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  • Posted

    Hi Sam,

    Your anxiety is absolutely understandable.

    I am not certain of your age, your presenting symptoms or signs but should imagine you are in the capable hands of your GP whose remarks seem very reassuring.

    I would try not to worry matters but you can always go back to your GP for clarification.

    Regards

    Michael

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    • Posted

      Do you know of any mild treatments for neuropathic pain that get rid of the pain but don’t cause side effects?  My doctor offered me low dose anti depressants but I decided not to try them because I was very concerned about the side effects.  Topical creams don’t do much for me.
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    • Posted

      Hi Pippa,

      It’s interesting that you should ask that question because I have tried three of the more commoner agents for my severe IBS over the past 9 months. They were Amitriptyline, Gabapentin and Pregabalin. I spent many years prescribing these agents for many patients and then was faced with the decision as whether to try them myself!

      From my experience as a prescriber,mthe majority of patients  seemed to experience some of the expected side-effects to varying degrees while a very small minority seemed to be able to tolerate them with little problem.

      My actual experience as a patient over the past year was that I was in so much pain that I felt obliged to try some preparation for my IBS. You probably know that tricyclics antidepressants, esoecially  Amitriptyline, is used to combat the more troubling  symptoms 

      of IBS, as is both Pregabalin and Gabapentin.

      Quite surprisingly, I managed to tolerate Amitriptyline up to 100mg at night, but then developed cardiac side-effects, palpatations, and was obliged to stop. I am, however, in the group of patients with the highest likely cardiac side-effect profile, over 65 years of age, so I my reaction was not to unexpected.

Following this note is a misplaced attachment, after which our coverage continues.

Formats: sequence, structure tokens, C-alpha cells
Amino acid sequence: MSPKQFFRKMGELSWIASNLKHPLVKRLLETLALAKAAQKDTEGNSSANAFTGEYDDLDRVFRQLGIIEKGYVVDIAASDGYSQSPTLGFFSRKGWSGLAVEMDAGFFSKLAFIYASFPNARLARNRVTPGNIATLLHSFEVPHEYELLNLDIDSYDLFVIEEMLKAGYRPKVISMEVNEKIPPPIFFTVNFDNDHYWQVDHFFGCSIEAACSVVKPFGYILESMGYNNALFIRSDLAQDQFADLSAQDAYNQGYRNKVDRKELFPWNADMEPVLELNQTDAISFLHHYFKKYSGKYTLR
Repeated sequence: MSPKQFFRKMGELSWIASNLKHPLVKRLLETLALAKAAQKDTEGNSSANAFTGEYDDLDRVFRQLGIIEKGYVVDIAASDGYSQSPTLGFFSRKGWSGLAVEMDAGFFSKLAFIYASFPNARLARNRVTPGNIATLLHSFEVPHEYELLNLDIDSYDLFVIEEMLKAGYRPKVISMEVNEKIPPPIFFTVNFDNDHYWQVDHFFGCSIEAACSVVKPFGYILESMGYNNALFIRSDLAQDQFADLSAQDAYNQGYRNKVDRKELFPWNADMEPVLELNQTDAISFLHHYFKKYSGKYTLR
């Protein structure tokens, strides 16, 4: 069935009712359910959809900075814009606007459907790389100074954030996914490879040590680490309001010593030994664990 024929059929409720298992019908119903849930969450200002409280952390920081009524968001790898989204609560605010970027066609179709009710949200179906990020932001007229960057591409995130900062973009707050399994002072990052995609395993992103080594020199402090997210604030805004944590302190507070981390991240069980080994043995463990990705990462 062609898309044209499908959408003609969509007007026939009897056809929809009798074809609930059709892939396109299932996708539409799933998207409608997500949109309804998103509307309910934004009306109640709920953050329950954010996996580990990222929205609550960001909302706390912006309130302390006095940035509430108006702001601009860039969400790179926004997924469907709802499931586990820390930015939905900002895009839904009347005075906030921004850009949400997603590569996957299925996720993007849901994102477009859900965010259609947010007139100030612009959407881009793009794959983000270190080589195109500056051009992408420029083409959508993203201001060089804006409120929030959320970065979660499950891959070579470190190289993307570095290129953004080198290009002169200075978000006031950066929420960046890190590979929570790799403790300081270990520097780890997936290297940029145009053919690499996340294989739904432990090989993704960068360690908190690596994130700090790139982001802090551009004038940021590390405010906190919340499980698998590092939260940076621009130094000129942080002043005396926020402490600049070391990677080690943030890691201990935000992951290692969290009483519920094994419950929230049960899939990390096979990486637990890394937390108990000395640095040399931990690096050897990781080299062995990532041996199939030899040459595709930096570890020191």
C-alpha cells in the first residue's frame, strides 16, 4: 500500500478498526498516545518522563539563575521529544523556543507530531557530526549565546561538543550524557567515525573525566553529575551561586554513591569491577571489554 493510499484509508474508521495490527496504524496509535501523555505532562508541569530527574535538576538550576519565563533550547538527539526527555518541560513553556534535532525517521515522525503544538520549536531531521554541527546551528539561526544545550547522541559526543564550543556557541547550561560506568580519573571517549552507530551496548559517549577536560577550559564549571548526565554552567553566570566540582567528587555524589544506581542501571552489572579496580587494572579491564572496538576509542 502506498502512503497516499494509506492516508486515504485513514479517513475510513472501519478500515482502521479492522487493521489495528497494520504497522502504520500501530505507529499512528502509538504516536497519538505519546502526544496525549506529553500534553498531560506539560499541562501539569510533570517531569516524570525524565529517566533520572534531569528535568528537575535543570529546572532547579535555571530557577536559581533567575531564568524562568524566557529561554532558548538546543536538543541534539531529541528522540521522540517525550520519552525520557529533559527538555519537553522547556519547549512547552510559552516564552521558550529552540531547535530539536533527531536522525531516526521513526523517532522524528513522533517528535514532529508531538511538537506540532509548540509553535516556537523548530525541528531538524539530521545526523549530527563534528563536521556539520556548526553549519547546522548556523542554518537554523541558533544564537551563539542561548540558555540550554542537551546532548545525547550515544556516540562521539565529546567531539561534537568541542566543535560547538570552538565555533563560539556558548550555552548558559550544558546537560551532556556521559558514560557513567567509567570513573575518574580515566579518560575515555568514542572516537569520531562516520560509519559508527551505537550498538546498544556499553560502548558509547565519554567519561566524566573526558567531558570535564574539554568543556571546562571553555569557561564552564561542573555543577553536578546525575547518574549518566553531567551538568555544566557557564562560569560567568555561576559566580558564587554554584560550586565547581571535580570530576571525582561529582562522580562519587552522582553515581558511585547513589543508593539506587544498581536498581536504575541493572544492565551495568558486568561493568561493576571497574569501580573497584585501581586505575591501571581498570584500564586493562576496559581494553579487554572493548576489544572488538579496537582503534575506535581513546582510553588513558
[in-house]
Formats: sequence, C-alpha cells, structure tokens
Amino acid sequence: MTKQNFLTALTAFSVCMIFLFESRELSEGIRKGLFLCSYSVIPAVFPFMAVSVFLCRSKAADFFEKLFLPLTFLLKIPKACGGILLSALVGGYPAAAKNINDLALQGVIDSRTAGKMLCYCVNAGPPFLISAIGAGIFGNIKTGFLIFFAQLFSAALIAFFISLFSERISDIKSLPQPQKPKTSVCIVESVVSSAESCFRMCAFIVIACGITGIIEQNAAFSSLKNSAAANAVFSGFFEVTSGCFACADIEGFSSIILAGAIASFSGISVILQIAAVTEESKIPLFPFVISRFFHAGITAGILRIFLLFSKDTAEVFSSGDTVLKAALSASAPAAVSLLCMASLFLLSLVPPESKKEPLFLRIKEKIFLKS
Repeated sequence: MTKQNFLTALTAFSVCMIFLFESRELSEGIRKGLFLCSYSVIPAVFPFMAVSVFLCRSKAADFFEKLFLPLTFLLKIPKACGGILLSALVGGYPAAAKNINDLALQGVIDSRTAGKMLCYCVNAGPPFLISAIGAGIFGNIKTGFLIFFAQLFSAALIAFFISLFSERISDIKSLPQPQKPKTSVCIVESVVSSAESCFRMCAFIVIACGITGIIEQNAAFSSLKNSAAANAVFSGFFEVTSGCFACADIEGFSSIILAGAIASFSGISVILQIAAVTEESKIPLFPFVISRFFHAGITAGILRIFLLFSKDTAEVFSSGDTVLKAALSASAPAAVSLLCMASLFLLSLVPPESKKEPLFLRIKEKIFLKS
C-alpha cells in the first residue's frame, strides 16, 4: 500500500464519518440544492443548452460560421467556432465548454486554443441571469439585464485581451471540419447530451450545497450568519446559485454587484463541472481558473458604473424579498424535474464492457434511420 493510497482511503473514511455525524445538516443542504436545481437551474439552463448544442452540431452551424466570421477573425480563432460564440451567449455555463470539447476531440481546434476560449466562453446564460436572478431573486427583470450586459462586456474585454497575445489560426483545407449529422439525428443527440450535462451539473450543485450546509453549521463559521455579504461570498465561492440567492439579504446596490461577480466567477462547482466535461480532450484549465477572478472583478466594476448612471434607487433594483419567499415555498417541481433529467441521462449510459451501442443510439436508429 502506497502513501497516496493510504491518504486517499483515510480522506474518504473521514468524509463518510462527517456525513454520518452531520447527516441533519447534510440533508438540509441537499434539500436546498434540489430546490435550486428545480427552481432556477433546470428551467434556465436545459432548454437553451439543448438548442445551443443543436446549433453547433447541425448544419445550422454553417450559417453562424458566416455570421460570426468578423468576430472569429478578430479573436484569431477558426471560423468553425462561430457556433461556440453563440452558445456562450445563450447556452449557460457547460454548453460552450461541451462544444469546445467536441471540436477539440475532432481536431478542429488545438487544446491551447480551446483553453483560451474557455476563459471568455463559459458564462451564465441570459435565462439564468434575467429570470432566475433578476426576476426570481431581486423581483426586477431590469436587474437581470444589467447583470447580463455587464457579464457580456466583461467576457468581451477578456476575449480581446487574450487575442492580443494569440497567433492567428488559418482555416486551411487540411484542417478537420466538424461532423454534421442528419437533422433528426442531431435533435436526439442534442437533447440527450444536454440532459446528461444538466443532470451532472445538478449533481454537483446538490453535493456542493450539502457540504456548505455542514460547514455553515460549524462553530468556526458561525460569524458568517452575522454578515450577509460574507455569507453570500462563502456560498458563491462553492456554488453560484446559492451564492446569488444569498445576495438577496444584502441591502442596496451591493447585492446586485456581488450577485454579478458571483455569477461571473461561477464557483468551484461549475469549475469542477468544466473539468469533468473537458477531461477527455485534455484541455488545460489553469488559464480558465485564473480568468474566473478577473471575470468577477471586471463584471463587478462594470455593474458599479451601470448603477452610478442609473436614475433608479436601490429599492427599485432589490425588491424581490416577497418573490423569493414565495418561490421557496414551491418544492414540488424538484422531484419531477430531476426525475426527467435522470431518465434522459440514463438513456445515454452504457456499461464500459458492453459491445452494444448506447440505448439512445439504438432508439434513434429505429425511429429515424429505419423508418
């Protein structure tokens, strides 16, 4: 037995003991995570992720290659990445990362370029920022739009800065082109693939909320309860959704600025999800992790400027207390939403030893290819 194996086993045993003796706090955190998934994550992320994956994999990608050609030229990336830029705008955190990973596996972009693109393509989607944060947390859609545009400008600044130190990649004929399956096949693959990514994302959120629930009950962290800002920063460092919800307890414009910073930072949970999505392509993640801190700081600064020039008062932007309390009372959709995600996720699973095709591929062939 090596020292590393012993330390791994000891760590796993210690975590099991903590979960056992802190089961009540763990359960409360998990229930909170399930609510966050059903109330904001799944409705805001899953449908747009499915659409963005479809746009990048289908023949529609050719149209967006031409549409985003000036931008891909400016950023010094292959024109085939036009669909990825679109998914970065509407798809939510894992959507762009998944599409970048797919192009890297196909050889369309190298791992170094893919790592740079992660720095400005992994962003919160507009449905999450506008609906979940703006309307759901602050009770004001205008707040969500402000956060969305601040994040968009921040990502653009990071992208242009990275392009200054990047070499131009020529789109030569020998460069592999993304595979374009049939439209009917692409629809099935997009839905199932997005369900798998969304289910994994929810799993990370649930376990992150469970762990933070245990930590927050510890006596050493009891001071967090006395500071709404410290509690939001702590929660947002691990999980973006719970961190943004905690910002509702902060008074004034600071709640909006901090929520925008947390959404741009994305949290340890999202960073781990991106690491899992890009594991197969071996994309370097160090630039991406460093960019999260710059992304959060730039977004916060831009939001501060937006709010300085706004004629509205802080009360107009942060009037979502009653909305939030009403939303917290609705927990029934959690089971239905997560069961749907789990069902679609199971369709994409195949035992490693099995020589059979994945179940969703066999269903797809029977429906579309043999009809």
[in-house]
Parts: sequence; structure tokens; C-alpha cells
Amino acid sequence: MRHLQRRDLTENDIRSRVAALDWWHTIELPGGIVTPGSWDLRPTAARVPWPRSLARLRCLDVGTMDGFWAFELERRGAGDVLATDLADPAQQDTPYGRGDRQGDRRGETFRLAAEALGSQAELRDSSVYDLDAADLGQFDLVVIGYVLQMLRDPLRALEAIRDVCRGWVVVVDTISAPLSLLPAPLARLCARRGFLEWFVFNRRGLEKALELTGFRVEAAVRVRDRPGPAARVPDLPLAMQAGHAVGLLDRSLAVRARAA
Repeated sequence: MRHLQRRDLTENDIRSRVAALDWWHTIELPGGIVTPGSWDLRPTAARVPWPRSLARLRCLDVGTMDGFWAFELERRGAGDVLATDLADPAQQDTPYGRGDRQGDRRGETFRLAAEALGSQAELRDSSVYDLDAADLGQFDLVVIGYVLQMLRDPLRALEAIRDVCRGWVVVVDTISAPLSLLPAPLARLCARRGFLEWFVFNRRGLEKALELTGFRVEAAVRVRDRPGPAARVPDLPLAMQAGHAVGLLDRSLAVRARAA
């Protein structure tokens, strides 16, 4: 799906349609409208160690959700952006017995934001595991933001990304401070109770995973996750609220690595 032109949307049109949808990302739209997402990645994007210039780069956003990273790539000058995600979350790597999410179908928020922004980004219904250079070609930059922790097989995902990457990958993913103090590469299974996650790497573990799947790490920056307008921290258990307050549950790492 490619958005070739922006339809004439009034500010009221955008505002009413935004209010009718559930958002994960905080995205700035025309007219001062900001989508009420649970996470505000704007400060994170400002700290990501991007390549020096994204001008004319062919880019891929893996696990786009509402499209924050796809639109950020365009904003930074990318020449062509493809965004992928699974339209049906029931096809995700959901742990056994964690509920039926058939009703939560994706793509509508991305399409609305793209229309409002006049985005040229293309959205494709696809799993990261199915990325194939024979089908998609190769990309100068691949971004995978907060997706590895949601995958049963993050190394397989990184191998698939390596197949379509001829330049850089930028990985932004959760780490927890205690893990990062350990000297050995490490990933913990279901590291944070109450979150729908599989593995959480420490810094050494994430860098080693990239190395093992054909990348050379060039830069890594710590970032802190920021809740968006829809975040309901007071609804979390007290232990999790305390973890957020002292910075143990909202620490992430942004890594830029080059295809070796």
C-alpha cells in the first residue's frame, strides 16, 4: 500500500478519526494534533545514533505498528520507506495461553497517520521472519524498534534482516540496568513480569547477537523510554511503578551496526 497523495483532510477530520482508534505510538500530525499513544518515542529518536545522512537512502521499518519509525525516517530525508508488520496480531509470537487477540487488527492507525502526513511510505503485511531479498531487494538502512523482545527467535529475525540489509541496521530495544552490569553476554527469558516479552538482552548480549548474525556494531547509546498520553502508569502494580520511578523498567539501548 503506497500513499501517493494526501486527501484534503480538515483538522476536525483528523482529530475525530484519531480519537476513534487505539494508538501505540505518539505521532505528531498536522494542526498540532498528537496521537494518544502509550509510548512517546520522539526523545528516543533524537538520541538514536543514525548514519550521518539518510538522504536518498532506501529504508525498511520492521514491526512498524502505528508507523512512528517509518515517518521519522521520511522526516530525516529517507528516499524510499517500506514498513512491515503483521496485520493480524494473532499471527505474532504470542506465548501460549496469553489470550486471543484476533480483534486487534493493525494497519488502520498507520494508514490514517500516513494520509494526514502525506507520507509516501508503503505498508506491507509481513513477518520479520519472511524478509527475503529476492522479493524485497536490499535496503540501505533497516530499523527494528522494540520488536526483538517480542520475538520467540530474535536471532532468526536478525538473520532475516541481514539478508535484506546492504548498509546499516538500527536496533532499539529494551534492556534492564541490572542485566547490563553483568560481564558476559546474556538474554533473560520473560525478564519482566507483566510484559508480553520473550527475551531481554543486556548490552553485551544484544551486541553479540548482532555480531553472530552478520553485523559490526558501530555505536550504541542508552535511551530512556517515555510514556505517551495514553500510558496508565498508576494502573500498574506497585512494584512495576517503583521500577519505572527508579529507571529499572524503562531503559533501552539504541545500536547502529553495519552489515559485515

My reaction to both Pregabalin and Gabapentin, occurred at very small doses so I abandoned them immediately.

      Having said all that,  I know how unpleasant neuropathic pain can be, and in my capacity as a previous prescriber, have also seen how much these agents can improve physical symptoms.

      In my own case, as it might be in yours,I was desperate for pain relief and chose to experience side-effects to reduce that pain.

      It might be worth considering that option. You can start with Amitriptyline 5mg at night, by buying a pill cutter from your pharmacist and halving the tablet-the Tablet is not scored but you can safely do this as I did. With time you can increase the dose slowly. In my own case

      constipstion was my biggest problem but my condition was IBS-C where constipation was the big problem.

      I also asked my own GP to prescribe Pregabalin at 25mg at night, a relativelysmall dose, but felt quite intellectually numbed in the morning.

      However, with all three of these three  drugs I have mentioned, you might less problems than I did. The bottom line is how bad is your neuropathic pain and how much do you want relief?

      If you feel you need to try something, and providing that your GP believes there are no other reasons why one or any of these drugs should be contraindicated in your case, you can ask him/her to begin you on a small dose, as I did in my my own case.

      I don’t think the fear of side-effects should put you off since the majority of these at initial small doses should be quite reversible, if you get them, once you have stopped the medication.

      Regards

      Michael

       

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    • Posted

      I have IBS too but it is very mild and I rarely need Buscopan which I sometimes combine with Nurofen.  Occasionally, I need Imodium.